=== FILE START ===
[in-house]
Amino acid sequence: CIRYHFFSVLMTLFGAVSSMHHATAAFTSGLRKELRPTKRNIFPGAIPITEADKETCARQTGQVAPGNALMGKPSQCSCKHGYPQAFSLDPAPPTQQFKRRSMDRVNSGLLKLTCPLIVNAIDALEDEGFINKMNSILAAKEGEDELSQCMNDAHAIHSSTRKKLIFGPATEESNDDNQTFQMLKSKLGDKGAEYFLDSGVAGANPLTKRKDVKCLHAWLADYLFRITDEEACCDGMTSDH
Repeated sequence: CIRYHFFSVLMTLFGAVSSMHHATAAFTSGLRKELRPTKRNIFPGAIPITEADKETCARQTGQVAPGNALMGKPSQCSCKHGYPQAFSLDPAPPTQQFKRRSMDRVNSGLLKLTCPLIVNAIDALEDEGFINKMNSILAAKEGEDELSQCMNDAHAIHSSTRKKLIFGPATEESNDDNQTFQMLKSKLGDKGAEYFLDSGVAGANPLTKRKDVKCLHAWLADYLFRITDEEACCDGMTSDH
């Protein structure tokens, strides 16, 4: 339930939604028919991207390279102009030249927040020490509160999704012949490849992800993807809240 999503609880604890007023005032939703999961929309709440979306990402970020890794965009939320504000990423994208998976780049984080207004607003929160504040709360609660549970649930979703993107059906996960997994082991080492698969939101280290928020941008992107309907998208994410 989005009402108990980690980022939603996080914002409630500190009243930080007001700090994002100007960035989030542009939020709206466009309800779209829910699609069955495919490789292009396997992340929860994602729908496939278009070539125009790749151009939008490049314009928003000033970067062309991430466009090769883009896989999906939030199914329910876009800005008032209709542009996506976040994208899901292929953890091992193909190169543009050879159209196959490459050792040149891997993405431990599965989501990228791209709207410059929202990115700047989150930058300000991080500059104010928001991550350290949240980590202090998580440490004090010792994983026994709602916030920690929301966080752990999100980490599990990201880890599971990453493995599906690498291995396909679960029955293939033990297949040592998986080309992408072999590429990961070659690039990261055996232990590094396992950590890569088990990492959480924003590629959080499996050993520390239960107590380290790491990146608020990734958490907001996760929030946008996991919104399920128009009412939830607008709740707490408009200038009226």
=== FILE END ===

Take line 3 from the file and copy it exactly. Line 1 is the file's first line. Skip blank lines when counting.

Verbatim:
Repeated sequence: CIRYHFFSVLMTLFGAVSSMHHATAAFTSGLRKELRPTKRNIFPGAIPITEADKETCARQTGQVAPGNALMGKPSQCSCKHGYPQAFSLDPAPPTQQFKRRSMDRVNSGLLKLTCPLIVNAIDALEDEGFINKMNSILAAKEGEDELSQCMNDAHAIHSSTRKKLIFGPATEESNDDNQTFQMLKSKLGDKGAEYFLDSGVAGANPLTKRKDVKCLHAWLADYLFRITDEEACCDGMTSDH